Eleanor Catton's epic mystery, set in 19th-century New Zealand, is the winner of this year's Man Booker Prize.
Reviewed by Anna Mundow for Barnes & Noble Review
In Eleanor Catton's intricate and enthralling novel The Luminaries, the only thing missing may be a deadly snake or two slithering down a bedpost to strike an heir whose fortune is coveted by an evil twin. Catton's plot certainly has everything else: smuggled gold, shipwrecks, opium, forgery, stolen identities, séances, Chinese, Presbyterians. Had Robert Louis Stevenson or Wilkie Collins managed to collaborate with Joseph Conrad or Amitav Ghosh, this might have been the result. But Catton is far more than an inspired mimic, as the novel's opening scene makes gloriously clear.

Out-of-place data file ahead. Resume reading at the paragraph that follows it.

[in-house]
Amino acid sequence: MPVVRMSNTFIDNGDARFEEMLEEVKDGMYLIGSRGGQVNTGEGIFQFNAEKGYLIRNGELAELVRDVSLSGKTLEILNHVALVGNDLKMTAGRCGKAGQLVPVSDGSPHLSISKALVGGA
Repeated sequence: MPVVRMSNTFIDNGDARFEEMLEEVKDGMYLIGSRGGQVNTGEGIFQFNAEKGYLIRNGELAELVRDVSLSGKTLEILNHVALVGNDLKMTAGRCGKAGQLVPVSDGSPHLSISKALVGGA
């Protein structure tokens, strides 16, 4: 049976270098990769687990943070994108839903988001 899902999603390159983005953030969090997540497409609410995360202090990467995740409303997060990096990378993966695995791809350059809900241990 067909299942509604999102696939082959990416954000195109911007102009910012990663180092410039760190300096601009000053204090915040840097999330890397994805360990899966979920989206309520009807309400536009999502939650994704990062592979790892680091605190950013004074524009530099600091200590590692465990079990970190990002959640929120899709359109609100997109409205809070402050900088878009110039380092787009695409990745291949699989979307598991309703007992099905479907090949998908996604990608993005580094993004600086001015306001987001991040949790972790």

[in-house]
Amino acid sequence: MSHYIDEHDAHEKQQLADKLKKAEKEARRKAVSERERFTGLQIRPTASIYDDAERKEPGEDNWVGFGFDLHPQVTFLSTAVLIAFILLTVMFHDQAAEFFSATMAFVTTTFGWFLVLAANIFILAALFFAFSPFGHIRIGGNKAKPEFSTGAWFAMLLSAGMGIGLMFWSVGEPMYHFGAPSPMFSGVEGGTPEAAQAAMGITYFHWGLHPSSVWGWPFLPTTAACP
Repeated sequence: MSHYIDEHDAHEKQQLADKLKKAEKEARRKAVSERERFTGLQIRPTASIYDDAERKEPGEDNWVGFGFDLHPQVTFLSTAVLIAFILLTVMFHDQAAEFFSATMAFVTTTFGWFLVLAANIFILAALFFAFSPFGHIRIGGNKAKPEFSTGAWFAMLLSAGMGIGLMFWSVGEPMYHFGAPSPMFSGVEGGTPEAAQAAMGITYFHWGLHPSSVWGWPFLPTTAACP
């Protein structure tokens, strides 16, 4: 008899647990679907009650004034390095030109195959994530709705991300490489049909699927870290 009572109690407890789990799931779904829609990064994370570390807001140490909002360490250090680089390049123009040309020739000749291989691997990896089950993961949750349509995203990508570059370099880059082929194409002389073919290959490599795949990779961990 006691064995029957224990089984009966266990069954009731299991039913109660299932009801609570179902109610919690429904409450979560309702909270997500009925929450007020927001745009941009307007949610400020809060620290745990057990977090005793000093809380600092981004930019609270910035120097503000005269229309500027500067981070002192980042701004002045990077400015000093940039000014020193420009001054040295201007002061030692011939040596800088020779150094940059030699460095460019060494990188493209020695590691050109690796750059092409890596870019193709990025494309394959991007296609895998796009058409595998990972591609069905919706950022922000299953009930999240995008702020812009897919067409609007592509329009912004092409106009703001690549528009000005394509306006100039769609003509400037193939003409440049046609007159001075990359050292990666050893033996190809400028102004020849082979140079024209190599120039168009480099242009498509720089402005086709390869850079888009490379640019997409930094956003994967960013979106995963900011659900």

On the evening of January 27, 1866, twelve men have gathered in the smoking room of a hotel in the gold-mining town of Hokitika, New Zealand. A newcomer observes that "...the studied isolation of each man as he pored over his paper, or leaned forward to tap his ashes into the grate... conspired to form the very type of bodily silence that occurs, late in the evening, on a public railway – deadened here not by the slur and clunk of the coaches, but by the fat clatter of the rain." Young Walter Moody, freshly arrived from Scotland to prospect for gold, is at first unaware that he has disturbed a private conference. Yet the air is heavy with tension, conveyed in glances and silence.